Theres something positively eye-catching about Biology 475.
First, theres its title: Biology of the Eye.
But that title also has the distinction of the being the only undergraduate
course taught by School of Medicine faculty, specifically, the Department
In the five years the course has been offered, it has gained enrollment
and has been quite popular among both undergraduates and several
graduate students in molecular biology. Cited in course evaluations
as refreshing and interesting, the course
draws on the expertise of various researchers in ophthalmology to
teach in their respective areas.
In fact, the Emory Eye Center not only provides instructors for
the course, but also meeting spacein its Calhoun Auditorium
in the South Clinics tunnel level. Undergraduates meet in
the same auditorium where Grand Rounds for ophthalmology residents
This is a course that will last a lifetime, said course
creator and director Henry Edelhauser, the Sylvia M. and Frank W.
Ferst Professor of Ophthalmology and director of the Eye Centers
research program. These students learn everything about the
eyefrom embryology to diseases, conditions and surgery options.
They also come away knowing what to look for in a good eye exam.
Currently, 36 full-time students are enrolled with two students
auditing the class. Medical student and teaching assistant Nicholas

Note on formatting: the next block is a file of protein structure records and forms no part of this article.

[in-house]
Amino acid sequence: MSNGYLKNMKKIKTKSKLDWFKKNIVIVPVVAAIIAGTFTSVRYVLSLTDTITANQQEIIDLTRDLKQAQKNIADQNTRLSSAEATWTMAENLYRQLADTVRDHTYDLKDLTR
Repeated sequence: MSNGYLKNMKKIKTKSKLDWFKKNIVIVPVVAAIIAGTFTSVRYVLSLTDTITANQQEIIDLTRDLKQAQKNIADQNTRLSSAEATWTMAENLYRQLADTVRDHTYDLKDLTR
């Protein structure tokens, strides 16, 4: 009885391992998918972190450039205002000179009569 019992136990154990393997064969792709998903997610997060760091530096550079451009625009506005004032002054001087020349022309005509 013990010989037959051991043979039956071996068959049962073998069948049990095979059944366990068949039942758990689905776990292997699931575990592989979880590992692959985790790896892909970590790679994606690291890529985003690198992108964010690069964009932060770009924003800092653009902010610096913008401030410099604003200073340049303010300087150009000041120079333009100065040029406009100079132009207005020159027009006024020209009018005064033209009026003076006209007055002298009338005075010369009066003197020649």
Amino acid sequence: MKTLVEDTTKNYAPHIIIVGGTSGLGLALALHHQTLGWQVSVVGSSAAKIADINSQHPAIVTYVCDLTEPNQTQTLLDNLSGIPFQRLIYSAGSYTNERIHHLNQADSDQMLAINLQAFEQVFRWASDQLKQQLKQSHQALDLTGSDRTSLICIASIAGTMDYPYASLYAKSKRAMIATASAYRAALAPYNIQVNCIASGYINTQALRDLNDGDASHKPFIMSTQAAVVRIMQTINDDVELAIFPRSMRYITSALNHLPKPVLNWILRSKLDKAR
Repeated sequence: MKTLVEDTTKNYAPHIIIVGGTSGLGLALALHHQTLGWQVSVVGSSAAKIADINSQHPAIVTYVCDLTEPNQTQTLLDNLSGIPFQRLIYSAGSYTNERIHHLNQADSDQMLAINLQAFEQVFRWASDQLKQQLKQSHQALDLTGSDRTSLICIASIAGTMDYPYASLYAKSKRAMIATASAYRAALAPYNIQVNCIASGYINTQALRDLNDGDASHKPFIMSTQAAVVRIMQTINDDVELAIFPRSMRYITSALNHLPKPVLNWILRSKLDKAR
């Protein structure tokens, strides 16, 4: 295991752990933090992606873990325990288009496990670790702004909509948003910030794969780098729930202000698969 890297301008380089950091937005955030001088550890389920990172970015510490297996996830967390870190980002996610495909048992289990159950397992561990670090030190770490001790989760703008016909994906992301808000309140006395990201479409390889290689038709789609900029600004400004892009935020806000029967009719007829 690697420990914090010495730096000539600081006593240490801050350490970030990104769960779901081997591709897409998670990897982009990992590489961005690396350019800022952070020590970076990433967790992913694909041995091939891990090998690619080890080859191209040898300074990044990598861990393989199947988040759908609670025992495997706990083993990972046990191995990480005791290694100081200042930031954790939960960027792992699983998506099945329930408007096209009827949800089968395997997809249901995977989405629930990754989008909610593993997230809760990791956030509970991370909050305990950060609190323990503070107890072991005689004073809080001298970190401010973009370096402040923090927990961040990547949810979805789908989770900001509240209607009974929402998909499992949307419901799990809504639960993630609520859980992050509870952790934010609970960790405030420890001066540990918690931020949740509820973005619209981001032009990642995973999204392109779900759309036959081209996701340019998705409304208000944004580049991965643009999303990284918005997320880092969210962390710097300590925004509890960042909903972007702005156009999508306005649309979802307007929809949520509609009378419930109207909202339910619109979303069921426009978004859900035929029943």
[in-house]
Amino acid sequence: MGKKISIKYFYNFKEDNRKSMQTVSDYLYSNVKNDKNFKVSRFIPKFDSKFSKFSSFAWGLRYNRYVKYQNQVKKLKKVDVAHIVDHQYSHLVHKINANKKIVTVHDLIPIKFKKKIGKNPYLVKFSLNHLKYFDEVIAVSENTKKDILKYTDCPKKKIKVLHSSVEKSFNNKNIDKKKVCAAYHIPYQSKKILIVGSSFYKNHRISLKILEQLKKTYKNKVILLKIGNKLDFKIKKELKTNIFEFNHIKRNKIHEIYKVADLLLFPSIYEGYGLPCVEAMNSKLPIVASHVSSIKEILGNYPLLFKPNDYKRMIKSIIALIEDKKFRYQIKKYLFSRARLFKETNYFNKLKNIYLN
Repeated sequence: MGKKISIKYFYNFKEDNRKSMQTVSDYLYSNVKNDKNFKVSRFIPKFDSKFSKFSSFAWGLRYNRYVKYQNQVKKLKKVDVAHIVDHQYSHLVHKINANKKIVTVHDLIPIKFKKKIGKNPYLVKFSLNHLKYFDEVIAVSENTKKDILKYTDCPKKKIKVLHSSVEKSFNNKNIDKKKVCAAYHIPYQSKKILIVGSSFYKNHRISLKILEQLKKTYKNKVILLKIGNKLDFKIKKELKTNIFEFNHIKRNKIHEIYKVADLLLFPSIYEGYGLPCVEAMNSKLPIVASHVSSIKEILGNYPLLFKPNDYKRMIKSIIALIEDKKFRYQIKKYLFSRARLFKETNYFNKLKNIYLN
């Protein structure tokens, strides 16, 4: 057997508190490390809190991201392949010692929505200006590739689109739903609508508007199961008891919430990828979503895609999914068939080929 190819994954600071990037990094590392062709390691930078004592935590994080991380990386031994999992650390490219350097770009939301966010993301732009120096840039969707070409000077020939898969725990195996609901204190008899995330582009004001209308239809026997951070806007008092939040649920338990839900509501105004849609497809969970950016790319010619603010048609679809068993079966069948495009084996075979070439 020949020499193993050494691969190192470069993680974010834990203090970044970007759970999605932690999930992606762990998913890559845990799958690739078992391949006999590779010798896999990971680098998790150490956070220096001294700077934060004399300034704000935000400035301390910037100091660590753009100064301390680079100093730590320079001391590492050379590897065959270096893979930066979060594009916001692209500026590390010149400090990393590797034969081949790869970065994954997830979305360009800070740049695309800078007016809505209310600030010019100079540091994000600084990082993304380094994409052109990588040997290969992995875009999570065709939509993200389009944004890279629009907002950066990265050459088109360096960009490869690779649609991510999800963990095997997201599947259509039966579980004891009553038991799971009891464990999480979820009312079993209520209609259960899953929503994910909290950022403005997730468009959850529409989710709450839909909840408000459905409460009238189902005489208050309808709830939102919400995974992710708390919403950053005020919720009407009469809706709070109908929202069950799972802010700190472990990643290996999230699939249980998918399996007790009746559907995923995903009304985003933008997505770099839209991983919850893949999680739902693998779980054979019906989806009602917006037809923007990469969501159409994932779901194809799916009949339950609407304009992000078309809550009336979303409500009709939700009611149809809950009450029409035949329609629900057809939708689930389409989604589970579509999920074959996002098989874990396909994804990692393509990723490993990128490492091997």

Kiefer took the class himself just last year in preparation for
his career as a physician.
It was great to interact with all the different ophthalmology
professors, and it was really interesting to learn about the various
ophthalmic issues as an undergraduate biology major, Kiefer
said. I particularly liked how specialized the course was,
especially for an undergraduate course.
The students also enjoy the diversity of faculty, Edelhauser said.
Some 20 researchers and other professionals in the Department of
Ophthalmology teach in their particular fields of expertise, something
the students seem to appreciate. Its like going to a
new class every time, one student said in a course evaluation.
The semester begins with an overview of the eye, common vision
problems, ocular anatomy and embryology. It progresses to the lens,
cornea, infections, vision correction (refraction, including refractive
surgery), and then explores in more detail anatomy, glaucoma, ocular
pharmacology and the retina.
The final classes deal with diseases of the retina, eye muscles,
neuro-ophthalmology, electrophysiology, pathology and low vision
(vision strongly impaired by refractive errors or disease, requiring
special help in restoring useable vision).
A recent class, Evolution of the Eye, taught by Eye
Center researcher Machelle Pardue, not only provided detailed, comparative
anatomy of the human eye with other animals and insects, it even
delved into the realm of the philosophical, addressing the mystification
with which Charles Darwin held the eyes complexity.
This course is a great recruiting ground for future physicians
and researchers, said Thomas Aaberg, chair of ophthalmology
and director of the Eye Center. We are pleased to be able
to offer this service to the University while at the same time potentially
impressing these young students with the importance of the
field of medicine and ophthalmology.